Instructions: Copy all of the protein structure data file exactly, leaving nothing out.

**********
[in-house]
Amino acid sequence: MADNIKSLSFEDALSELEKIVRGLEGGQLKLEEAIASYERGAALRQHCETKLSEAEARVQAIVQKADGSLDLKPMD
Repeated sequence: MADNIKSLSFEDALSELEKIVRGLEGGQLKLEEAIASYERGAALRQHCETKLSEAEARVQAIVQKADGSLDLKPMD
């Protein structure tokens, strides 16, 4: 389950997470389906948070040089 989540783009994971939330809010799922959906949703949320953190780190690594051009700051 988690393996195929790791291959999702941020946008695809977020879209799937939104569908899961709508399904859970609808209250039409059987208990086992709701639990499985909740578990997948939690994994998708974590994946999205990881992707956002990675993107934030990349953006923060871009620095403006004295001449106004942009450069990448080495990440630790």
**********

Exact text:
[in-house]
Amino acid sequence: MADNIKSLSFEDALSELEKIVRGLEGGQLKLEEAIASYERGAALRQHCETKLSEAEARVQAIVQKADGSLDLKPMD
Repeated sequence: MADNIKSLSFEDALSELEKIVRGLEGGQLKLEEAIASYERGAALRQHCETKLSEAEARVQAIVQKADGSLDLKPMD
């Protein structure tokens, strides 16, 4: 389950997470389906948070040089 989540783009994971939330809010799922959906949703949320953190780190690594051009700051 988690393996195929790791291959999702941020946008695809977020879209799937939104569908899961709508399904859970609808209250039409059987208990086992709701639990499985909740578990997948939690994994998708974590994946999205990881992707956002990675993107934030990349953006923060871009620095403006004295001449106004942009450069990448080495990440630790």